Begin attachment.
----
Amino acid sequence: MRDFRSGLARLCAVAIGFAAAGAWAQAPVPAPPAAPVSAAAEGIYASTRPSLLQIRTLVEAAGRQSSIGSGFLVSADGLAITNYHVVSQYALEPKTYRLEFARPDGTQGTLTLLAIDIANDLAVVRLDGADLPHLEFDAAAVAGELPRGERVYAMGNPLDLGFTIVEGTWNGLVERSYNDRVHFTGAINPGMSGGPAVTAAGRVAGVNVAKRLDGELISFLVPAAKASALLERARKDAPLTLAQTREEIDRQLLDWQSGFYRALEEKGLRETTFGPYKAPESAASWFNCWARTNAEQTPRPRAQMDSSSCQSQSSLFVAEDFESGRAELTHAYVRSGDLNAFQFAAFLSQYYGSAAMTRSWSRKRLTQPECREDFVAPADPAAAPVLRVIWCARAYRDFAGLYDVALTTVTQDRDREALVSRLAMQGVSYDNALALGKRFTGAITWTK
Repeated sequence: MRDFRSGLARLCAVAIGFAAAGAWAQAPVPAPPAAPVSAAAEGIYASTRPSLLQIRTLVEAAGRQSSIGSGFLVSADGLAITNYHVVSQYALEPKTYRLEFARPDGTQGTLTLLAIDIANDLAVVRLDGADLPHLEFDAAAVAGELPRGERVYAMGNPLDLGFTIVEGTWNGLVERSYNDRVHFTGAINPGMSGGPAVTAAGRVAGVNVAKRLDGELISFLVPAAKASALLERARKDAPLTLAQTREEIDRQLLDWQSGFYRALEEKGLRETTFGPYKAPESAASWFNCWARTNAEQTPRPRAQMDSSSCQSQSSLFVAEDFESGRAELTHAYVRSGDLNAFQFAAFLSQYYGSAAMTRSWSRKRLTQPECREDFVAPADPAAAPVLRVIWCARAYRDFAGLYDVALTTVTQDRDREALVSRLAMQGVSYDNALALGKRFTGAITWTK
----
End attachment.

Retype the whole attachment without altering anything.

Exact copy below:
Amino acid sequence: MRDFRSGLARLCAVAIGFAAAGAWAQAPVPAPPAAPVSAAAEGIYASTRPSLLQIRTLVEAAGRQSSIGSGFLVSADGLAITNYHVVSQYALEPKTYRLEFARPDGTQGTLTLLAIDIANDLAVVRLDGADLPHLEFDAAAVAGELPRGERVYAMGNPLDLGFTIVEGTWNGLVERSYNDRVHFTGAINPGMSGGPAVTAAGRVAGVNVAKRLDGELISFLVPAAKASALLERARKDAPLTLAQTREEIDRQLLDWQSGFYRALEEKGLRETTFGPYKAPESAASWFNCWARTNAEQTPRPRAQMDSSSCQSQSSLFVAEDFESGRAELTHAYVRSGDLNAFQFAAFLSQYYGSAAMTRSWSRKRLTQPECREDFVAPADPAAAPVLRVIWCARAYRDFAGLYDVALTTVTQDRDREALVSRLAMQGVSYDNALALGKRFTGAITWTK
Repeated sequence: MRDFRSGLARLCAVAIGFAAAGAWAQAPVPAPPAAPVSAAAEGIYASTRPSLLQIRTLVEAAGRQSSIGSGFLVSADGLAITNYHVVSQYALEPKTYRLEFARPDGTQGTLTLLAIDIANDLAVVRLDGADLPHLEFDAAAVAGELPRGERVYAMGNPLDLGFTIVEGTWNGLVERSYNDRVHFTGAINPGMSGGPAVTAAGRVAGVNVAKRLDGELISFLVPAAKASALLERARKDAPLTLAQTREEIDRQLLDWQSGFYRALEEKGLRETTFGPYKAPESAASWFNCWARTNAEQTPRPRAQMDSSSCQSQSSLFVAEDFESGRAELTHAYVRSGDLNAFQFAAFLSQYYGSAAMTRSWSRKRLTQPECREDFVAPADPAAAPVLRVIWCARAYRDFAGLYDVALTTVTQDRDREALVSRLAMQGVSYDNALALGKRFTGAITWTK